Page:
And while producer prices have fallen a little further - by 6.6% in January over January 2009 - there is still a long long way to go.

Basically there is no doubt that Latvia's great economic fall may be coming to an end, but as I explained in this post here, that is not the same thing at all as resuming growth. To get back to growth Latvia's internal devaluation needs to be driven hard enough and deep enough to generate a sufficient export surplus to drive headline economic growth at a sufficient speed to start creating jobs again. This is not about a fiscal adjustment, it never was, and it is little consolation for Latvia to be compared with Greece and told that they are doing just that little bit better. Cry Victory we are told, and unlease the jobs of war. Would that things were as easy done as said!

Friday, February 12, 2010

Estonia's Economy "Only" Contracts By 9.4% in Q4 2009

Hard on the heals of yesterday's Latvian GDP numbers we now have news that Estonia’s economy shrank at the slowest annual pace in a year at the end of 2009 as a modest recovery in exports and one-time stock-building helped offset the impact of the continuing decline in consumer spending. In fact gross domestic product fell 9.4 percent, which compares with a 15.6 percent drop in the third quarter, and a 16.1 percent decline in the second one. So the recession is evidently easing.

Indeed, startling as it may sound, the economy even grew during the quarter - by a seasonally adjusted 2.6 percent when compared with the third quarter. The news caused some surprise as even the Estonian Finance Ministry had been expecting worse results - an annual contraction of something in the region of 11 to 12 percent. The critical little detail is that the numbers were skewed, since they were affected by a one-off stock- building effect, according to the Finance Ministry, since companies built up their inventories in anticipation of a January tax increase on tobacco, alcohol and motor fuels. As the ministry also added, economic growth will thus see a “negative effect” in the first quarter of 2010 as inventories will inevitably be run down again.

"The alcohol, tobacco and motor fuel excises were applied in the beginning of the year, so the stocks of those products were increased, and that gave a positive move to the GDP in the fourth quarter, but will give a negative influence in the beginning of this year,” according to Andrus Sääsk Head of Macroeconomy at the Ministry of Finance.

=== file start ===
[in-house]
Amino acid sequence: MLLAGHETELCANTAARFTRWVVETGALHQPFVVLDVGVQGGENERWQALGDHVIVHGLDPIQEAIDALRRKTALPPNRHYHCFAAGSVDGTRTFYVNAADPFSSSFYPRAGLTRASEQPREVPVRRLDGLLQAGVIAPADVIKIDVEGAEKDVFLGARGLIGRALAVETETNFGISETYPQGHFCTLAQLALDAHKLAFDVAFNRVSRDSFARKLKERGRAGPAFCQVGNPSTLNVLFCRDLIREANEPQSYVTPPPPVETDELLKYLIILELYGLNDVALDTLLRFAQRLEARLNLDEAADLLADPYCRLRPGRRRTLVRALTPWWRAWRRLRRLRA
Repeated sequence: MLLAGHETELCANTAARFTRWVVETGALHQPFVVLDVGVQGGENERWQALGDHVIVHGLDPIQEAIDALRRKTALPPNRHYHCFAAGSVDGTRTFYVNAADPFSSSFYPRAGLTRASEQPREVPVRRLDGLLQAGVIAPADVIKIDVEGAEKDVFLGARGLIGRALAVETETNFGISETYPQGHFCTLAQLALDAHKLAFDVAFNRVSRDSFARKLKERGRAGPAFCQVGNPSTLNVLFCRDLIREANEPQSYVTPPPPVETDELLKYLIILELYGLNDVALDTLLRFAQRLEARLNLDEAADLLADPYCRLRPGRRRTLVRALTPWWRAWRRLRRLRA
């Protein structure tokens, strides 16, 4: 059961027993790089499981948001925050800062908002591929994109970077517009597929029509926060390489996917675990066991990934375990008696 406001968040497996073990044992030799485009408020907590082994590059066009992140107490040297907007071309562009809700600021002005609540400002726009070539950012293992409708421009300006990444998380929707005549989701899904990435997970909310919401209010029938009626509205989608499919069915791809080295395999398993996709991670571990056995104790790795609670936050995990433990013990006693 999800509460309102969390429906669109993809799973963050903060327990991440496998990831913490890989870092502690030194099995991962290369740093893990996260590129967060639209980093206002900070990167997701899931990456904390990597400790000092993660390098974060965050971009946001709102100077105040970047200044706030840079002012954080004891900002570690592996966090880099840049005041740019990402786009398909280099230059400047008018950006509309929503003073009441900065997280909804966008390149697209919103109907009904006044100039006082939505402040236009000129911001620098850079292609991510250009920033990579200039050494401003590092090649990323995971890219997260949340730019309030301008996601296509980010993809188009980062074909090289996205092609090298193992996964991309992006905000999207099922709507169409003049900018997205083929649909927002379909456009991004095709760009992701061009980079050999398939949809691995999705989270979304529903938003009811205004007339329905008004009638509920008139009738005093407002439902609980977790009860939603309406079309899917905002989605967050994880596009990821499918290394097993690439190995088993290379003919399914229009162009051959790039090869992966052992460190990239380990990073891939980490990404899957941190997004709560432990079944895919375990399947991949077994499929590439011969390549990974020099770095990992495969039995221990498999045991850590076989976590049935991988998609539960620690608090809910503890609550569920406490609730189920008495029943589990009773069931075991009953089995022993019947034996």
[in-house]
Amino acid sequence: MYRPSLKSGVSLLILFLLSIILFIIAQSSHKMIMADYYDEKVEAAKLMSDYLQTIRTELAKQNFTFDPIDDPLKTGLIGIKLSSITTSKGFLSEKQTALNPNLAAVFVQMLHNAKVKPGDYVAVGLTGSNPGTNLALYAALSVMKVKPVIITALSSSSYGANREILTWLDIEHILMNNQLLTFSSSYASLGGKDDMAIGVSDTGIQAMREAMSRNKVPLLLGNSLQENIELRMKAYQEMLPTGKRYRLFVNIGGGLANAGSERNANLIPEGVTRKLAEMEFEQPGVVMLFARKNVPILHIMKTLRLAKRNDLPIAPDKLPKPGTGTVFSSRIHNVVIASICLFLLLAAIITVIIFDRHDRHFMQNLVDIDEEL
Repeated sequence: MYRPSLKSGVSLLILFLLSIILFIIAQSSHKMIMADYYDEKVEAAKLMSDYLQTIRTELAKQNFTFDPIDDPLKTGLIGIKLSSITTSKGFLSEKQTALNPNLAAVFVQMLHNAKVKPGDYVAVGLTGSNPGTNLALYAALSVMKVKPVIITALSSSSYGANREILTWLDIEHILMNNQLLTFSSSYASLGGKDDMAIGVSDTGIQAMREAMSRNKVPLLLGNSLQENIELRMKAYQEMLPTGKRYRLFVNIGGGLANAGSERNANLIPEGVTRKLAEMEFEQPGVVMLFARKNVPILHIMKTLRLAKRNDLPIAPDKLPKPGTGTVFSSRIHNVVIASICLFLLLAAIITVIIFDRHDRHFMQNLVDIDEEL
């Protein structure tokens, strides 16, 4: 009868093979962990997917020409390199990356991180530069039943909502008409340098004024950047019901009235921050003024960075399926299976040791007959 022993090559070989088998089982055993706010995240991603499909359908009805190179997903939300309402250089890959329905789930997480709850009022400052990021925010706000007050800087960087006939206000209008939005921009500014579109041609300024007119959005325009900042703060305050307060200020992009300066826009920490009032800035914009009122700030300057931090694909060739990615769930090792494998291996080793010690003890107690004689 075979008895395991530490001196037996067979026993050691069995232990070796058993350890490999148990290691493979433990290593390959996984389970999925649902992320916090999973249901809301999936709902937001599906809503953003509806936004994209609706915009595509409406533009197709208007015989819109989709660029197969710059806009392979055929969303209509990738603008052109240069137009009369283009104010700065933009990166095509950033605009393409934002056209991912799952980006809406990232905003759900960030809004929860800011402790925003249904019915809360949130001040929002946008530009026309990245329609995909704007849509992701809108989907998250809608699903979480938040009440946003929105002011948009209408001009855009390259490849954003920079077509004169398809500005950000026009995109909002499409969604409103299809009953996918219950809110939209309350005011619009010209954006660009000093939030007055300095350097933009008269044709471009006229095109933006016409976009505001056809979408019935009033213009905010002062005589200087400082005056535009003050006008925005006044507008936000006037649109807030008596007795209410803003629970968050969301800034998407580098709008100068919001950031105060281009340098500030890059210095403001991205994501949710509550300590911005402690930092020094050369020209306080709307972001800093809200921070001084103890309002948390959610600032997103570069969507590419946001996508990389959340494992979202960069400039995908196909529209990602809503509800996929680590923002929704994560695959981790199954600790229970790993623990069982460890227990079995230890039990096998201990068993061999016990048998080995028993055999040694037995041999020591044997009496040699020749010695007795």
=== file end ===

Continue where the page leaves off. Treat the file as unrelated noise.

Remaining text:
No Sign Of Any Real Recovery

So, as we are seeing in the other Baltic States, the recession is gradually winding down, but there is no end to the agony in sight, since structural distortions in the economies produced by the earlier boom will impede any immediate recovery. If we look at retail sales the pattern is similar to what we are seeing elsewhere, and these are now down about 28% from their February 2008 peak.

A similar situation is to be observed in industrial output, which fell back again in December (by a seasonally adjusted 2.2% from November) according to statistics office data. Industrial output is now down 32.5% from the February 2008 peak.

And while exports have picked up slightly from the first quarter 2009 trough, momentum has not been strong enough yet to reverse the deadweight drag of domestic consumption.

The goods trade deficit has improved - indeed the 2009 deficit was the smallest since 1995 - but it is still a deficit, although the country does run a healthy services balance.

And the services balance is what makes the difference in turning the current account deficit into a surplus.

On the other hand unemployment continues to rise, and is the third highest in the European Union (after Latvia and Spain), hitting 15.2% in September - which is the last month for which the Eurostat has data at this point. Indeed statistics regularity and quality is one of the issues which Estonia will need to attend to as part of its general euro ambitions, as the ECB took the trouble to point out recently.

Demographic Issues Also Need To Be Addressed

Estonia's population fell again in 2009 - by 400 - and was estimated by the statistics office to be in the region of 1,340,000 at the end of the year. A falling death rate meant the population decline slowed down over the year, but the number of live births decreased for the first time in eight years (see chart below), raising issues about the longer term impact of the crisis. Some 15,807 live births were registered in total in 2009 - 221 birth less than in 2008.

While the situation is a lot less serious than the one Latvia faces, the downturn in Estonian births is a rather bitter blow for a country where fertility had rebounded substantially from earlier lows, and while the 1.6Tfr was still a long way from population replacement level, the improvement had been a welcome one.

Credit Rating Improvement

Estonia's credit rating outlook was raised this week by Standard & Poor’s, from negative to stable. More than the improvement, what is interesting is the reason given, since the agency cited improving prospects for euro adoption next year. This has both a positive and a negative reading. The positive reading is that S&Ps think Estonia will meet the eurozone membership criteria. The negative one is that the improvement is not due to any underlying change in the country's growth prospects, which are at the end of the day the main area of immediate concern.